X Window problem
a.carter at cordis.lu
Tue May 6 03:09:28 PDT 2003
Strange then...Whenever I have booted into single user mode I have been unable
to write to the root partition, even after a mount -a...even with ESC w!q in
vi...Maybe I did something wrong...Would it possibly be likely that mount -a
doesn't report back that / needs fscking first? Everytime I have had to do
this I needed to fsck root first...
Just a thought,
On Tuesday 06 May 2003 12:05, Matthew Seaman wrote:
> On Tue, May 06, 2003 at 11:31:12AM +0200, CARTER Anthony wrote:
> > I think that you should do this first:
> > mount -u /
> > this re-mounts root as read-write, otherwise you are in read-only in
> > user mode...
> > then do:
> > mount -a
> > swapon -a
> Actually, although the handbook recommends 'mount -u /' in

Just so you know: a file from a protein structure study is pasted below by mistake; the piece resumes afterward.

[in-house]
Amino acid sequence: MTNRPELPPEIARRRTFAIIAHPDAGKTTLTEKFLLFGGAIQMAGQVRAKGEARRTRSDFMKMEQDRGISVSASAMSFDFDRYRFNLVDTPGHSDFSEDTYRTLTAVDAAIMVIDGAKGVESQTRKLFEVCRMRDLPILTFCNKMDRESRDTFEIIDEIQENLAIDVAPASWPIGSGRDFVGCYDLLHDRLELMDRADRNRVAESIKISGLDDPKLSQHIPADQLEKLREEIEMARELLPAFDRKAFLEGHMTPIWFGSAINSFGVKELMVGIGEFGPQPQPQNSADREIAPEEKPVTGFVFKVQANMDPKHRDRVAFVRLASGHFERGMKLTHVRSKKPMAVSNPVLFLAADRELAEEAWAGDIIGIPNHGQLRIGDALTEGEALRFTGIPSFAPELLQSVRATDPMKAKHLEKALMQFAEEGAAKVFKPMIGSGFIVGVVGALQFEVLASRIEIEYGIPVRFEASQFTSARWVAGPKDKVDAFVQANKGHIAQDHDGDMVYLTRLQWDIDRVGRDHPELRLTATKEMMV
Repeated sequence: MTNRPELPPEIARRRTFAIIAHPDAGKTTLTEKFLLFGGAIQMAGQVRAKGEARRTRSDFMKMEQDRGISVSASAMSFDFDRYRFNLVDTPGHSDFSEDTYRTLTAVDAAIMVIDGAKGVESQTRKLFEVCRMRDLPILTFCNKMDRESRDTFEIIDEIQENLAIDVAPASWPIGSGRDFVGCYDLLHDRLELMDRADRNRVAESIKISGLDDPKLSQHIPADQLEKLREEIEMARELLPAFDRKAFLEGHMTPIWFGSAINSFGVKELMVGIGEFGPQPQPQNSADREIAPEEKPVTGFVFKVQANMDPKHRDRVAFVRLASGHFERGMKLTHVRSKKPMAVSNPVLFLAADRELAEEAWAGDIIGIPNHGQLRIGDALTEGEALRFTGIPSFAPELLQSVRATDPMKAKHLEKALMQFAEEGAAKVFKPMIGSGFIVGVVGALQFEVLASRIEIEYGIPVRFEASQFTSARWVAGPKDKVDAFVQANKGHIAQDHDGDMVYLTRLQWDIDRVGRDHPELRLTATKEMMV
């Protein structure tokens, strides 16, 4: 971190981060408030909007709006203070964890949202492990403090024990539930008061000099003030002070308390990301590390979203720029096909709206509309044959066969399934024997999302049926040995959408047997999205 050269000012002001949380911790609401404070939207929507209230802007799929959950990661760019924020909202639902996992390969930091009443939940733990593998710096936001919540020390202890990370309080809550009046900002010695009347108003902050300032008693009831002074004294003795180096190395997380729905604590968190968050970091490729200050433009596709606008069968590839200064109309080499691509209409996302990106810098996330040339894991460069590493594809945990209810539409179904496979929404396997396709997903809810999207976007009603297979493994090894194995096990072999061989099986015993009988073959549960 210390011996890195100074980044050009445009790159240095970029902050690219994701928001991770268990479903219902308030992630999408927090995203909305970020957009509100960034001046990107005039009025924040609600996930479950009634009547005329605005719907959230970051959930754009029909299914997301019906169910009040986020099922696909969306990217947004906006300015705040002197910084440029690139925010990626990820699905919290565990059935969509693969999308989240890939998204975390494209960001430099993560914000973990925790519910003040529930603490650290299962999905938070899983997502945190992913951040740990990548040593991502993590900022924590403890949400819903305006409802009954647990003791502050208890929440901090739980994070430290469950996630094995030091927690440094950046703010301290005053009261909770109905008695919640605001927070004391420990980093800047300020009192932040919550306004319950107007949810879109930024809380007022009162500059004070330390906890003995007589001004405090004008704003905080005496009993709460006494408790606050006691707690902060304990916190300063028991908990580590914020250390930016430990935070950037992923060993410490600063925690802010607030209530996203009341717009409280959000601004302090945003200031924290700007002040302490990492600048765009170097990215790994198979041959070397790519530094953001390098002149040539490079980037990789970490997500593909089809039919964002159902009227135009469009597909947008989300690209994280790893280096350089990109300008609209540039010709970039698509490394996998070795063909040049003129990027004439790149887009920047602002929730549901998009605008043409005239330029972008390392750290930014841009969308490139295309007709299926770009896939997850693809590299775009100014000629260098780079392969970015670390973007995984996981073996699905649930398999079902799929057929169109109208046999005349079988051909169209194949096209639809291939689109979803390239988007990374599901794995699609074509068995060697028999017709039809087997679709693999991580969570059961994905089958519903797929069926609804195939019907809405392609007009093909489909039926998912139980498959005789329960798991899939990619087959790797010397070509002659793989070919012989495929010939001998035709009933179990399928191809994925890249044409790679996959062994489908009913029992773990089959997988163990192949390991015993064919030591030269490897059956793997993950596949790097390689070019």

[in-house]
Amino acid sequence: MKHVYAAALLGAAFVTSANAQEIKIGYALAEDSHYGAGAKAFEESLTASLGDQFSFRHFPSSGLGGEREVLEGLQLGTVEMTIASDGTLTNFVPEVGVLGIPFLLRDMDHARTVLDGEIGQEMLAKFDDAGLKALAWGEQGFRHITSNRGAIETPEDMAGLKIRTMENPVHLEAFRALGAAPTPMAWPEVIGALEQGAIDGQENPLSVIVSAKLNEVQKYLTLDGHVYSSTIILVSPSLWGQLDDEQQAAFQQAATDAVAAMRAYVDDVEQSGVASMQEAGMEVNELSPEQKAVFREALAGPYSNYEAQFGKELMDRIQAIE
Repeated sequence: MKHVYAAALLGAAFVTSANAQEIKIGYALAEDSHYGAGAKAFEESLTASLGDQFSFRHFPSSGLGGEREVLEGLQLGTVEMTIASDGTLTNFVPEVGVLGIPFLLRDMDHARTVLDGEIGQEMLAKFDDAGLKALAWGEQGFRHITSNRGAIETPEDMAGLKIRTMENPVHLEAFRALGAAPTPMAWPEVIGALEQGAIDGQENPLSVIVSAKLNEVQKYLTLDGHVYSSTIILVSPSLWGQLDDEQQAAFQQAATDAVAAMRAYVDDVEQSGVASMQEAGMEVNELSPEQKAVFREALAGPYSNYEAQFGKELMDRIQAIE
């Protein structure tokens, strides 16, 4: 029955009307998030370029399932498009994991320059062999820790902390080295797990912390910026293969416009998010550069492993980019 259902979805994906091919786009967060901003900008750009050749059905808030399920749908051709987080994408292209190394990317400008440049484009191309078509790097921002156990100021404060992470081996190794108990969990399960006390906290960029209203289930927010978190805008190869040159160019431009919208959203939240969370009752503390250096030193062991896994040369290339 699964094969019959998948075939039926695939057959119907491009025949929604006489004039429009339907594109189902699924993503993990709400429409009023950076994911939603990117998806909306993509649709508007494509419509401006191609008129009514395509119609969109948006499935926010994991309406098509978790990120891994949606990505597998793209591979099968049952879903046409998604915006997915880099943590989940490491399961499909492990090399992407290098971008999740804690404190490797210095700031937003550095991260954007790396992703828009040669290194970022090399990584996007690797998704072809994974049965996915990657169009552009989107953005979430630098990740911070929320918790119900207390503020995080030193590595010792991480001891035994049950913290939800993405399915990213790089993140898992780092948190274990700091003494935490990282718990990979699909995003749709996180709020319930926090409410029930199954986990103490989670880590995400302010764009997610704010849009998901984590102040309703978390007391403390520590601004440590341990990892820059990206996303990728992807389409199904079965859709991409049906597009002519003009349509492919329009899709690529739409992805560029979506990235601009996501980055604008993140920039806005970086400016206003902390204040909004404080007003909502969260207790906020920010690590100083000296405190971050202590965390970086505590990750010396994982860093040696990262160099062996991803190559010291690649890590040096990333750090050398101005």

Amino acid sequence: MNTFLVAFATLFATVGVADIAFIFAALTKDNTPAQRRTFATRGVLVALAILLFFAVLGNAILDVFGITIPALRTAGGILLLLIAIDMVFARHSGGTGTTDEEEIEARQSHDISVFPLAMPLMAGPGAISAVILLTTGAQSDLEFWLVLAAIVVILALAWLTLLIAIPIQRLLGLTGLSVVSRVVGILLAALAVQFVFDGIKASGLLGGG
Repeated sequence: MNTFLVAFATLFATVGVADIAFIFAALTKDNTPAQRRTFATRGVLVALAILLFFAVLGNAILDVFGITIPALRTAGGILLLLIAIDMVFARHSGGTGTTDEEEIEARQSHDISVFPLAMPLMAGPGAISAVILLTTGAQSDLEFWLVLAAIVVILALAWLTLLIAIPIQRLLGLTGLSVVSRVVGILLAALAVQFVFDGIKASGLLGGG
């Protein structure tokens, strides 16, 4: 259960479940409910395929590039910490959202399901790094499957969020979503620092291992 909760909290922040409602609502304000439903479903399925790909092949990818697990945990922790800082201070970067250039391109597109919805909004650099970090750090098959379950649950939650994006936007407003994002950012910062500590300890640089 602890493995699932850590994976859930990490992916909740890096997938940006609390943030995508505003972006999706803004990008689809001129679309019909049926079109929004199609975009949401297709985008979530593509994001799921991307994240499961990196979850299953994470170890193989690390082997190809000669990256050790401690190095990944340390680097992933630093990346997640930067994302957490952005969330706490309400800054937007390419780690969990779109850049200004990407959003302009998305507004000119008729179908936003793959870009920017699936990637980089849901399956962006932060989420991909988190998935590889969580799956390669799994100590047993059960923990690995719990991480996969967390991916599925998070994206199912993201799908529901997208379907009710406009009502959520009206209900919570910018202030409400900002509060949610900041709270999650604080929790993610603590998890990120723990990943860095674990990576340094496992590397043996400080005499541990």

> as does the FAQ in
> it hasn't strictly been necessary for at least a year now. 'mount -a'
> will automatically re-mount the root filesystem read-write anyway. If
> the original poster was following the instructions, that wouldn't have
> been the cause of their latest problem.
> > On Tuesday 06 May 2003 11:15, Eduardo Viruena Silva wrote:
> > > On Tue, 6 May 2003, Gary and El Byrnes wrote:
> > > > I got to the point where I edited the /etc/ttys file back to what
> > > > was. When I tried saving it, I got a message that the file is
> > > > and use ! to override.
> Seems that your /etc/ttys file has ended up without write permissions
> --- that's non-standard: the mode is usually 0644 --- but so long as
> everything has read permission that needs it, won't cause any
> If you're in single user mode then you have superuser powers: you can
> just override the filesystem permissions by:
> Esc : w q !
> from within vi(1) and everything should end up the way you want, and
> you can get on with generating a working X configuration.
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